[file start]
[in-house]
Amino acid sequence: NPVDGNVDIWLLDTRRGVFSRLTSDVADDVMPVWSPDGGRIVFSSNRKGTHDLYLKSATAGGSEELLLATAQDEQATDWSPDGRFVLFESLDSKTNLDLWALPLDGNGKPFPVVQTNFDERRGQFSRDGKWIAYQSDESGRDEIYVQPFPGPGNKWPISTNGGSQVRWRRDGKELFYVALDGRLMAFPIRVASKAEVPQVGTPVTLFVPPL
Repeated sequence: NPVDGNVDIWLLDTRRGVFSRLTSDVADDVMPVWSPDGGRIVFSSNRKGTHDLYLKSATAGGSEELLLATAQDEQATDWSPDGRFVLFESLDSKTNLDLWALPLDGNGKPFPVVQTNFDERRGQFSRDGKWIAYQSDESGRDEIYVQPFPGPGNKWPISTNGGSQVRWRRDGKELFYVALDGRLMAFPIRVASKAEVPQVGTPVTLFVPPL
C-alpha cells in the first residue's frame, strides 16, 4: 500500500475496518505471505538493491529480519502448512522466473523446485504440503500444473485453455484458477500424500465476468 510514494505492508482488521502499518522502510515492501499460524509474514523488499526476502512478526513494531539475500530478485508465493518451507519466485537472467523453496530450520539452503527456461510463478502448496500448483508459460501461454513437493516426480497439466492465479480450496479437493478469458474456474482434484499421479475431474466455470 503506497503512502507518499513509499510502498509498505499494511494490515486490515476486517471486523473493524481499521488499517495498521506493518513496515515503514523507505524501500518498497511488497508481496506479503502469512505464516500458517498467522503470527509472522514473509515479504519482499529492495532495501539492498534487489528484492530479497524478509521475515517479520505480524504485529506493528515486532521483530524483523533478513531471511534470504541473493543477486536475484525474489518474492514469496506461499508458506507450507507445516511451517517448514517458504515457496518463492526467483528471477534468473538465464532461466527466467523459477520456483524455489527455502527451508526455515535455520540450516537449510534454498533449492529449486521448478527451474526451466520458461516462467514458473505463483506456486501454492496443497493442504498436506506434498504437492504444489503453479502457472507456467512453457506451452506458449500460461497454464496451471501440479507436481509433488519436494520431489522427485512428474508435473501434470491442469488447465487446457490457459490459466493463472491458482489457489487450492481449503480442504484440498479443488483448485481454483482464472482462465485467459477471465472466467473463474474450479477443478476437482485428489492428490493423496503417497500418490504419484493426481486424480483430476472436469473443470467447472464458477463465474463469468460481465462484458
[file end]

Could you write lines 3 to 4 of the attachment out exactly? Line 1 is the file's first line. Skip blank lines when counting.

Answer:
Repeated sequence: NPVDGNVDIWLLDTRRGVFSRLTSDVADDVMPVWSPDGGRIVFSSNRKGTHDLYLKSATAGGSEELLLATAQDEQATDWSPDGRFVLFESLDSKTNLDLWALPLDGNGKPFPVVQTNFDERRGQFSRDGKWIAYQSDESGRDEIYVQPFPGPGNKWPISTNGGSQVRWRRDGKELFYVALDGRLMAFPIRVASKAEVPQVGTPVTLFVPPL
C-alpha cells in the first residue's frame, strides 16, 4: 500500500475496518505471505538493491529480519502448512522466473523446485504440503500444473485453455484458477500424500465476468 510514494505492508482488521502499518522502510515492501499460524509474514523488499526476502512478526513494531539475500530478485508465493518451507519466485537472467523453496530450520539452503527456461510463478502448496500448483508459460501461454513437493516426480497439466492465479480450496479437493478469458474456474482434484499421479475431474466455470 503506497503512502507518499513509499510502498509498505499494511494490515486490515476486517471486523473493524481499521488499517495498521506493518513496515515503514523507505524501500518498497511488497508481496506479503502469512505464516500458517498467522503470527509472522514473509515479504519482499529492495532495501539492498534487489528484492530479497524478509521475515517479520505480524504485529506493528515486532521483530524483523533478513531471511534470504541473493543477486536475484525474489518474492514469496506461499508458506507450507507445516511451517517448514517458504515457496518463492526467483528471477534468473538465464532461466527466467523459477520456483524455489527455502527451508526455515535455520540450516537449510534454498533449492529449486521448478527451474526451466520458461516462467514458473505463483506456486501454492496443497493442504498436506506434498504437492504444489503453479502457472507456467512453457506451452506458449500460461497454464496451471501440479507436481509433488519436494520431489522427485512428474508435473501434470491442469488447465487446457490457459490459466493463472491458482489457489487450492481449503480442504484440498479443488483448485481454483482464472482462465485467459477471465472466467473463474474450479477443478476437482485428489492428490493423496503417497500418490504419484493426481486424480483430476472436469473443470467447472464458477463465474463469468460481465462484458